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High-Low Country



This past Tuesday I attended the opening of the new David Burke restaurant in Las Vegas. French-trained but Jersey-born, equally skilled in both pastry and savory, and a savvy entrepreneur, Burke is the latest culinary star to make his pilgrimage to the Mecca of capitalism. The restaurant itself, on the ground floor of the Venetian resort and casino, is lushly modern—all deep reds and warm browns highlighted by glassy walls of copper-colored Himalayan salt rock. But it’s Burke’s food that bears mentioning, because of how he combines high-end technique and ingredients with accessible, popular flavor combinations and textures.

A few examples from opening night: “pigs in a blanket” made of miniature hot dogs wrapped in flaky pastry; pretzel-crusted crab cakes with mango and poppy seed honey; and my favorite, Reuben spring rolls, bite-sized crispy rolls filled with Swiss and pastrami. For dessert, Burke’s famous cheesecake tree—chocolate balls filled with cheesecake and dipped into a minty whipped cream (pictured).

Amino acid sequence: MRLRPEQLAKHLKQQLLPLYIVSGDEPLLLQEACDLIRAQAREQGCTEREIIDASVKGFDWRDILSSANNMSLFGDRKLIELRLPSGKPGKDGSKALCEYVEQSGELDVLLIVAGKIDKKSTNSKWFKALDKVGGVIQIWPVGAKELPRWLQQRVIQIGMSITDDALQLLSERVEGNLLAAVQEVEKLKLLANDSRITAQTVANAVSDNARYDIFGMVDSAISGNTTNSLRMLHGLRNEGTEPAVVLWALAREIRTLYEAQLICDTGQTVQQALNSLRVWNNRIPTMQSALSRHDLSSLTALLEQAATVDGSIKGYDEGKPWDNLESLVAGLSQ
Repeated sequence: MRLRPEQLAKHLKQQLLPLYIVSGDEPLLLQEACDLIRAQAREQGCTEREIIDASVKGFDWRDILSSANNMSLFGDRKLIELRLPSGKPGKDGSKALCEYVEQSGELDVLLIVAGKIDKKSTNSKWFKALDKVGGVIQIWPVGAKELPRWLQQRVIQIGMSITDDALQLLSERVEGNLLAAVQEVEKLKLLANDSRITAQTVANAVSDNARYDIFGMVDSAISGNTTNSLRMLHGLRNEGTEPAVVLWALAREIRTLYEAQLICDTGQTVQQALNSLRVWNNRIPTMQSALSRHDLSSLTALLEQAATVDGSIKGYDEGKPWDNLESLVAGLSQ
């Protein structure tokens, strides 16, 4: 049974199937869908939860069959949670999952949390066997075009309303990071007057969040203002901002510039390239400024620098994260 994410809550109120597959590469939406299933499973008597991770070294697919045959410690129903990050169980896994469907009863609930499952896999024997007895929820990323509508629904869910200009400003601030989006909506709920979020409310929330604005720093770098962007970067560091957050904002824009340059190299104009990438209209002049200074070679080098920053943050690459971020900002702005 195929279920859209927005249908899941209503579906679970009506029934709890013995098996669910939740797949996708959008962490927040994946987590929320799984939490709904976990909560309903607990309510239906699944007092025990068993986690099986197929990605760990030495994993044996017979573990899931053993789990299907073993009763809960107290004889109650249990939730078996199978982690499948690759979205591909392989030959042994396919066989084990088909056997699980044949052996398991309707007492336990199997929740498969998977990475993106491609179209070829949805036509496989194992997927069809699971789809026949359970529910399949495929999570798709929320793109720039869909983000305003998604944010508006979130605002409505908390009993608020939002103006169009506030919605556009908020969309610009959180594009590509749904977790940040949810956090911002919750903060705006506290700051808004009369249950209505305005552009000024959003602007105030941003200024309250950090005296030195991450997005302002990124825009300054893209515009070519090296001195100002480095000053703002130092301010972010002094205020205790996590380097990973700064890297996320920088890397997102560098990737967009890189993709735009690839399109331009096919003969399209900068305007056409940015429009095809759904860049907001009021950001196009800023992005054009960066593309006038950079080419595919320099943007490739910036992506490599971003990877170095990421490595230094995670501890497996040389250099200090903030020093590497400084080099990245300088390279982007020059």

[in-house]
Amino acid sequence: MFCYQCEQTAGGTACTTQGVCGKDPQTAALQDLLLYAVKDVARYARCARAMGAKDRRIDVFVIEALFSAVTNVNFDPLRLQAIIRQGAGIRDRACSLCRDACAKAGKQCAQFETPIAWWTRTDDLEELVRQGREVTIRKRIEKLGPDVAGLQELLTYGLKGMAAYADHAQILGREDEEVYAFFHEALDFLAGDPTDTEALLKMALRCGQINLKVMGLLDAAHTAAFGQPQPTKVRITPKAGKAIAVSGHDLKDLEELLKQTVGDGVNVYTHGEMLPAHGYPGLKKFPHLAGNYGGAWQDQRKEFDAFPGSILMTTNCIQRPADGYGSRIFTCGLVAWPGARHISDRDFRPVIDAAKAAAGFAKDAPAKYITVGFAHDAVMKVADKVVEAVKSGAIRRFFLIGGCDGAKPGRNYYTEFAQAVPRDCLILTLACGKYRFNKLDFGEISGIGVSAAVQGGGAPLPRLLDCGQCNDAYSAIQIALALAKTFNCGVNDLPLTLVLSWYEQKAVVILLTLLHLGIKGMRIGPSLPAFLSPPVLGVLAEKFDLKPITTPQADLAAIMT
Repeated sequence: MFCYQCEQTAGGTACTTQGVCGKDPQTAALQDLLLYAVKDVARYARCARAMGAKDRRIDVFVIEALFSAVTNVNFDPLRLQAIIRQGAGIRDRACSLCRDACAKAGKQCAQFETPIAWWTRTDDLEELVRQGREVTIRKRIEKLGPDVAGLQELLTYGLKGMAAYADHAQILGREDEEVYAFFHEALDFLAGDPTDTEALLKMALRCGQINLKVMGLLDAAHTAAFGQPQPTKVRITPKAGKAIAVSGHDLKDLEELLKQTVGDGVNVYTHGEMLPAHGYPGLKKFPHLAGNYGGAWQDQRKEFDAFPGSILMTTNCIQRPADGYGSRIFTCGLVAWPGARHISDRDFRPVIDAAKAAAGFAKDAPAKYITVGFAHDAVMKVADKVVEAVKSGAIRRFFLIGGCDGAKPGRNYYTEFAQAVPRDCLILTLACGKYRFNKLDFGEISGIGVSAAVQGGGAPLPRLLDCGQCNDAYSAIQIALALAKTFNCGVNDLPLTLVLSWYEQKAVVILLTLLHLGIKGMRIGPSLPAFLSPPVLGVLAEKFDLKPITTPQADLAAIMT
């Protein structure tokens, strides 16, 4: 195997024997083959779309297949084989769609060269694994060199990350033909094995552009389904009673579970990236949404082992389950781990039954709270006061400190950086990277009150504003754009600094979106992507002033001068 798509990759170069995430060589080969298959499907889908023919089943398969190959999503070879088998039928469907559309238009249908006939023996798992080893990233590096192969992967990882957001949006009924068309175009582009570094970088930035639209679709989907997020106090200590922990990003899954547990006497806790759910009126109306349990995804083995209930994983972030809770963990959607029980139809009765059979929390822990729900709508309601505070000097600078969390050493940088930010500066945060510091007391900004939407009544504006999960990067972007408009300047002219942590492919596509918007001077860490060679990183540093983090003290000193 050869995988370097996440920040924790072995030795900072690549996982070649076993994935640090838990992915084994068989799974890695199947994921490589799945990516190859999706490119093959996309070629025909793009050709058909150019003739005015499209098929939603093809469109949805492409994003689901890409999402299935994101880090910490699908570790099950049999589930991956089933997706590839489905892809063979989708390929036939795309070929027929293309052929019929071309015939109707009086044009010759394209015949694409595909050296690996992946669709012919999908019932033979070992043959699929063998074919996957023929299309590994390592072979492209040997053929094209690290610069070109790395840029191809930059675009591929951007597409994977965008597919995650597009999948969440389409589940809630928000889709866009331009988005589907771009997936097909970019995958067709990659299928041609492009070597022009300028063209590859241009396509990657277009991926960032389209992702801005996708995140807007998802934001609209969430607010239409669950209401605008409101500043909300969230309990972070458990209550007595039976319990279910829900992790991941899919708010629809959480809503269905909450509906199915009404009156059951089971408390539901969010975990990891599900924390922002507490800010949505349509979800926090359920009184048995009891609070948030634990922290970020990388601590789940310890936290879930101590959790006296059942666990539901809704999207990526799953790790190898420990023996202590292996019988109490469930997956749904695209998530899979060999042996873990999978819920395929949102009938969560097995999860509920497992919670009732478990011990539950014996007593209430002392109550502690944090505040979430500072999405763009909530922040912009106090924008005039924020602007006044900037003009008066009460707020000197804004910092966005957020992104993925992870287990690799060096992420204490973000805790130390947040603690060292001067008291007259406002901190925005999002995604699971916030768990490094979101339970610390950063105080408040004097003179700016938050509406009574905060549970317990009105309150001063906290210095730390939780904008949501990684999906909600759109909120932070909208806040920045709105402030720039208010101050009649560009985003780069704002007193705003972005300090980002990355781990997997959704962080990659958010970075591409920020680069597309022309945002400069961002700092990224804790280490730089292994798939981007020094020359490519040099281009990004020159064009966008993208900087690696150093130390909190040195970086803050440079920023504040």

You see the underlying theme here—Reubens, lollipops, hot dogs. Basically lowbrow, fun-filled American food that’s been updated and upgraded. Of course there was also delicate carpaccio, goat cheese croquettes, tuna tartare and other incredibly fresh seafood (a tank of gargantuan crabs, lobsters and shrimp sits at the back of his kitchen). But I like it that Burke is a highly trained chef who’s not afraid to coat a crab cake in pretzels.